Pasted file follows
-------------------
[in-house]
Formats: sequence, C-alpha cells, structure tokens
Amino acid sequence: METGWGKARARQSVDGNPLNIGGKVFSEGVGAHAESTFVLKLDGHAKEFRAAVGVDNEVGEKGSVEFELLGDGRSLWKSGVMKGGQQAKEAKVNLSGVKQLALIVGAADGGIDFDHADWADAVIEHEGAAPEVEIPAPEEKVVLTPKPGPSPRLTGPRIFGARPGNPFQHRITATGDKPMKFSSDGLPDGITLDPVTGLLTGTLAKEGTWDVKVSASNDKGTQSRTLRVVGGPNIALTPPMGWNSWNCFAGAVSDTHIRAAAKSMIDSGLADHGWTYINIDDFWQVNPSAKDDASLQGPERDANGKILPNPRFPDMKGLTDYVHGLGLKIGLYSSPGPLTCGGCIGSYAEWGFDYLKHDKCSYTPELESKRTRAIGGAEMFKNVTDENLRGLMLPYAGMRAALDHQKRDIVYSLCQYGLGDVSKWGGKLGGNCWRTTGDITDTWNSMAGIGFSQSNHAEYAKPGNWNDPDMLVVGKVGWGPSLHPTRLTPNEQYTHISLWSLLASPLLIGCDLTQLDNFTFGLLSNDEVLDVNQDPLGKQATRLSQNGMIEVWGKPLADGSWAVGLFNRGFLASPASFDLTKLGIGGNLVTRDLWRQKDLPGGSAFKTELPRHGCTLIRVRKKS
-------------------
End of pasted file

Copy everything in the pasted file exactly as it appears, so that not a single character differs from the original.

[in-house]
Formats: sequence, C-alpha cells, structure tokens
Amino acid sequence: METGWGKARARQSVDGNPLNIGGKVFSEGVGAHAESTFVLKLDGHAKEFRAAVGVDNEVGEKGSVEFELLGDGRSLWKSGVMKGGQQAKEAKVNLSGVKQLALIVGAADGGIDFDHADWADAVIEHEGAAPEVEIPAPEEKVVLTPKPGPSPRLTGPRIFGARPGNPFQHRITATGDKPMKFSSDGLPDGITLDPVTGLLTGTLAKEGTWDVKVSASNDKGTQSRTLRVVGGPNIALTPPMGWNSWNCFAGAVSDTHIRAAAKSMIDSGLADHGWTYINIDDFWQVNPSAKDDASLQGPERDANGKILPNPRFPDMKGLTDYVHGLGLKIGLYSSPGPLTCGGCIGSYAEWGFDYLKHDKCSYTPELESKRTRAIGGAEMFKNVTDENLRGLMLPYAGMRAALDHQKRDIVYSLCQYGLGDVSKWGGKLGGNCWRTTGDITDTWNSMAGIGFSQSNHAEYAKPGNWNDPDMLVVGKVGWGPSLHPTRLTPNEQYTHISLWSLLASPLLIGCDLTQLDNFTFGLLSNDEVLDVNQDPLGKQATRLSQNGMIEVWGKPLADGSWAVGLFNRGFLASPASFDLTKLGIGGNLVTRDLWRQKDLPGGSAFKTELPRHGCTLIRVRKKS